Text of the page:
Communities of bacteria in the soil and in aquatic environments work together to assist each other. For scientists, it is often difficult to study these organisms because their cultivation relies on the inclusion of the other species being in their environment as well. Attempts to culture individual species on, say, a petri dish usually fails.
This can be mitigated to some extent by taking entire soil samples and studying effects on the bacteria therein that way, but soil is also a difficult medium to work with and to measure the effects of perturbation on. In that respect, water samples are a much simpler and oft-chosen choice.
Based on that, researchers at the Georgia Institute of Technology chose to use water samples for their research into rare species within microbial communities. What they found was that these specific organisms are far more important to the health of the rest of the community than expected.
For their experiment, they gathered water samples from Lake Lanier and put them into separate and contained 20 liter “mesocosms”, which are controlled experimental environments set outdoors. The purpose is to replicate the original environment as much as possible, so that any actions done on the samples reflect how the bacterial communities in the wild would react.
Then, the scientists added various organic contaminants to the mesocosms, such as 4-nitrophenol (a pH indicator and intermediary for a variety of industrial products), the herbicide 2,4-D, and also caffeine. What they found after spreading around the introduced substances was that genetic changes were slowly spread throughout the community between different species of bacteria via gene plasmids. The genes being spread usually offered some sort of resistance to the contaminant, especially 2,4-D.
Providing Community Assistance
The surprising part was the original source of these plasmids that the rest of the bacteria uptook. It was the rare bacteria. Now, to understand this group better, there has to be an explanation of what rare means. These bacteria make up a very small amount of the individuals within a community, usually a tenth of one percent.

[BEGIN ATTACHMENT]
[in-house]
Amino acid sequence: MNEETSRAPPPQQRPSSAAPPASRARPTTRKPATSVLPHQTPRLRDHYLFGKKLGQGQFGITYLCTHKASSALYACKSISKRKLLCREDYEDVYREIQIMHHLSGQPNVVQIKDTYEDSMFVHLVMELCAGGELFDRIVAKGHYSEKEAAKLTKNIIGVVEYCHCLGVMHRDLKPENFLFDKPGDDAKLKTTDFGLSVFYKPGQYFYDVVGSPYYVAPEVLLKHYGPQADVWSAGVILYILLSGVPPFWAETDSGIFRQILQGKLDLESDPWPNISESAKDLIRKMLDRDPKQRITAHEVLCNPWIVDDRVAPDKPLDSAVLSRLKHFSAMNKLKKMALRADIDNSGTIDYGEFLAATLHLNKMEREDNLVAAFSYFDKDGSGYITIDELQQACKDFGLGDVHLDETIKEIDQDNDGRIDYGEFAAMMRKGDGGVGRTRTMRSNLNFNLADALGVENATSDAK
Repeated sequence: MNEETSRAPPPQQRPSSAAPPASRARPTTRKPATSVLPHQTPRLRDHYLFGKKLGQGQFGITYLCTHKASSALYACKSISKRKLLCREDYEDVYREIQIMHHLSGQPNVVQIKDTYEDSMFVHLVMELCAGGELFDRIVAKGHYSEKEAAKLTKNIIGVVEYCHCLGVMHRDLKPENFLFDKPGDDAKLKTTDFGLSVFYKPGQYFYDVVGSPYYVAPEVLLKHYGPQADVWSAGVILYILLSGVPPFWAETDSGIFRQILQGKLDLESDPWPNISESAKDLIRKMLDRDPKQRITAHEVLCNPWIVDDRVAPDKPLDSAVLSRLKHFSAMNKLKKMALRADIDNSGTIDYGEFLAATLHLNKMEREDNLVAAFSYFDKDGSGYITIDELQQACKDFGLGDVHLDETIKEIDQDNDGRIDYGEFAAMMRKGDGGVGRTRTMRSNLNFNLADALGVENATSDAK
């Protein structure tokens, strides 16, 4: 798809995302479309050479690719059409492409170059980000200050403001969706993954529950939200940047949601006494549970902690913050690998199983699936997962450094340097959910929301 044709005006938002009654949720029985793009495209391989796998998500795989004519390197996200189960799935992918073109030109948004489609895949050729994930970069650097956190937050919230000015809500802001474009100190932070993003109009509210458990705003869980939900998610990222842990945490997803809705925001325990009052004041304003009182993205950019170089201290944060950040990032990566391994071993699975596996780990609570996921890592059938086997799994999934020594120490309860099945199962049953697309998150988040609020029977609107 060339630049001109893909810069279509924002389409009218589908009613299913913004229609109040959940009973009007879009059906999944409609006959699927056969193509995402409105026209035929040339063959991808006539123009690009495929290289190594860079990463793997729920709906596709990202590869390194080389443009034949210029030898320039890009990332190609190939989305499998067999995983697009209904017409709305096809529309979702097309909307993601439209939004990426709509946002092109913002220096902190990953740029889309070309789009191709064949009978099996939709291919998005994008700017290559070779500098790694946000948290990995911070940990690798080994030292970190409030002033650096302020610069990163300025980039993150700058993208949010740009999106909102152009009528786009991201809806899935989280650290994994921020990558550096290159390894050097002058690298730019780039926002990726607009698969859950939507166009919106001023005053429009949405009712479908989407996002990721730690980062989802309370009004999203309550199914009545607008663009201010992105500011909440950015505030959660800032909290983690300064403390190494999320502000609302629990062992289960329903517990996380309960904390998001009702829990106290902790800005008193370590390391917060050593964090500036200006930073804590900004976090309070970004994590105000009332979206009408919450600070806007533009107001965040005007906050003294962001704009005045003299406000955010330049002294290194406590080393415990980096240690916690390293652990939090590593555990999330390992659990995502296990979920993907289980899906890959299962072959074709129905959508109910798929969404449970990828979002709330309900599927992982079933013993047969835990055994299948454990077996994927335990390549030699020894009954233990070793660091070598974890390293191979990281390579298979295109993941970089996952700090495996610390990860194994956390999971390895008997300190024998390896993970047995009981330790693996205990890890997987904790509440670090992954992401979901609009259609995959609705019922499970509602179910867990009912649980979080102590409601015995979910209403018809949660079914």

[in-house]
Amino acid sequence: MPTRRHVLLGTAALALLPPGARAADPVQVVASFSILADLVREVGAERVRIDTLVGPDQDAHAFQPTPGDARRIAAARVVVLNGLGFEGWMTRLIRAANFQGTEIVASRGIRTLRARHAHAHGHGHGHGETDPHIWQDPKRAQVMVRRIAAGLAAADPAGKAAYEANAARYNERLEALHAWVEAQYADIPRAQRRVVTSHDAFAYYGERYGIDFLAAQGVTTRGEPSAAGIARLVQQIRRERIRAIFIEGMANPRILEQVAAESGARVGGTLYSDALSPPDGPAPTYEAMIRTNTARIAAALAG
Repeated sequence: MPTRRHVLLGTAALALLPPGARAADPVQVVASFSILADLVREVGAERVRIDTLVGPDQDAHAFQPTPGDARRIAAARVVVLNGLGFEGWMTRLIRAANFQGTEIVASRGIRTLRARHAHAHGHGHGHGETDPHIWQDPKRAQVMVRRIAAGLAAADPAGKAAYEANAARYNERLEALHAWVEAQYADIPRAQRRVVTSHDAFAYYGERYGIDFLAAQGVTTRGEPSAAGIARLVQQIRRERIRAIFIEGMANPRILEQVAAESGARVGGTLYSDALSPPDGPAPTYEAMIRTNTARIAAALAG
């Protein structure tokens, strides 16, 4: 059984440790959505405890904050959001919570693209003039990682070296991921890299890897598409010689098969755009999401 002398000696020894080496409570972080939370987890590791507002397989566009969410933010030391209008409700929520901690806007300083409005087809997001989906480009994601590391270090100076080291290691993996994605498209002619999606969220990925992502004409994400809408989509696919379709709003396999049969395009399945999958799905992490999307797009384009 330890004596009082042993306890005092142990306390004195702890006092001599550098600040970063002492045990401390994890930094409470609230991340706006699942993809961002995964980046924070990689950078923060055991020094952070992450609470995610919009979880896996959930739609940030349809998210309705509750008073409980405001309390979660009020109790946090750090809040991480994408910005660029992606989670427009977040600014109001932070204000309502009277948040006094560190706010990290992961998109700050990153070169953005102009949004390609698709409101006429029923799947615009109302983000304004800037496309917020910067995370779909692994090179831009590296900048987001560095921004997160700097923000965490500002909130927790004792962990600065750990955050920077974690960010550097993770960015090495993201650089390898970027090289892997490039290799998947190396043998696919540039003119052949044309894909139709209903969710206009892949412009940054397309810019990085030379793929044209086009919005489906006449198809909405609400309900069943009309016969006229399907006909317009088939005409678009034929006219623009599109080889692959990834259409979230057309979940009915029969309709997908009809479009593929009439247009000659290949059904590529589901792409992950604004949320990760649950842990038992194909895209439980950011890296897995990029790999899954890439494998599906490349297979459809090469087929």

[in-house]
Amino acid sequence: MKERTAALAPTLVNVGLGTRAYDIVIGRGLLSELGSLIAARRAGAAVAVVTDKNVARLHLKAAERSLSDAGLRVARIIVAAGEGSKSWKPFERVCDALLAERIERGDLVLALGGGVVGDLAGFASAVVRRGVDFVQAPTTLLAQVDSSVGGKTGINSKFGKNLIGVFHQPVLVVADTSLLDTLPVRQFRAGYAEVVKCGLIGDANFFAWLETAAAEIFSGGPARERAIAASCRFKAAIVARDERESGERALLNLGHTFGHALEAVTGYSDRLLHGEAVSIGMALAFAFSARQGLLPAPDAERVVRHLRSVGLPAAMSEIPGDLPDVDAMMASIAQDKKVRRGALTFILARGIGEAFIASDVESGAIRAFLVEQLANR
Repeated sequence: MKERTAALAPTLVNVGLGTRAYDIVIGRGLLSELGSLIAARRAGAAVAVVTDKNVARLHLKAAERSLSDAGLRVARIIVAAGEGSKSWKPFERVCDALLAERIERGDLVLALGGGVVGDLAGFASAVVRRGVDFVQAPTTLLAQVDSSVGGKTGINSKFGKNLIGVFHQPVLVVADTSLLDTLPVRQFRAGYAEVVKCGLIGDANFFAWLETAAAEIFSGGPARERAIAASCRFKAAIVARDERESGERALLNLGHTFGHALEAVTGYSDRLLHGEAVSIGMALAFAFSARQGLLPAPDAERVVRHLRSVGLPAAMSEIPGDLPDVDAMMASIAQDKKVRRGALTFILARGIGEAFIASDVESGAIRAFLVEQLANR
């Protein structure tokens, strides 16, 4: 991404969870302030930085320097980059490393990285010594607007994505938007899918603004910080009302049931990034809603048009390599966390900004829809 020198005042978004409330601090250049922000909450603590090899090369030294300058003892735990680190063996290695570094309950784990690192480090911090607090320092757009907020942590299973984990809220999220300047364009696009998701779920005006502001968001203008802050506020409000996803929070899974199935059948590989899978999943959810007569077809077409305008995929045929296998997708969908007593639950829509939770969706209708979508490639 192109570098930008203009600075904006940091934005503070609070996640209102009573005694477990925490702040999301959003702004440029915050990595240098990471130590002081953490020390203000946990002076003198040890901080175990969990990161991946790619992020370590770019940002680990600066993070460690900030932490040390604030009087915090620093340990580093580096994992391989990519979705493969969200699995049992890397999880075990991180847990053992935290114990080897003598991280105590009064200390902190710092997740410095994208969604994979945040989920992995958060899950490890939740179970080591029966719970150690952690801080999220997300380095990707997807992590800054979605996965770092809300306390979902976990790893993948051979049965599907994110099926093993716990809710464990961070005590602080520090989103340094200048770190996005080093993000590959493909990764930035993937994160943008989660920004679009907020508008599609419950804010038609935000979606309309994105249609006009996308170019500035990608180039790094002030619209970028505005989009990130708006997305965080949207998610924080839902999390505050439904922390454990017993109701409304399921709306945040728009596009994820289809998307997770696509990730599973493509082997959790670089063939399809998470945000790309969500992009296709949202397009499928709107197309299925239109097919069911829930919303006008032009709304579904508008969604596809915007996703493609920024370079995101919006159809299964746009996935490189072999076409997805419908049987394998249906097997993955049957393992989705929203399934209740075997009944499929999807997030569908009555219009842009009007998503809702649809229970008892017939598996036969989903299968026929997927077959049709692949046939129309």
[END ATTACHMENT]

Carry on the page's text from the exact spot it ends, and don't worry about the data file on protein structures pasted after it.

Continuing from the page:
But there is a huge amount of species diversity within this group, with hundreds of different species with a low population that ultimately make up 20-30% of the overall number of species in the entire community. It’s just that there is a very small number of them individually.
This experiment revealed that this small population of diverse bacteria appear to act as a “genetic reservoir”, which means they keep rare copies of genes like contaminant resistance or stress tolerant genes. In general, if the majority of the bacteria community used these genes all of the time when they weren’t needed, it would just be a drain on their overall fitness.
Therefore, it appears that these rare low-numbered bacteria species retain these genes for future use and then spread them to other bacteria species when needed by using plasmid packets. This allows the overall community to respond to environmental conditions far faster than if they had to wait for natural selection to randomly provide the resistance genes.
Even Bacteria Work Together
Overall, this research shows the interaction and connectedness of bacterial communities and how they work together to survive environmental conditions and also how they rely on the small population numbers of many rare species to provide the more numerous species with genetic material when necessary.
This also shows just why it is so difficult to cultivate any of these bacteria on their own and why scientists have to find special ways of studying these types of bacteria.
Photo CCs: US Army Rangers parachute into Lake Lanier 140508-A-PP104-171 from Wikimedia Commons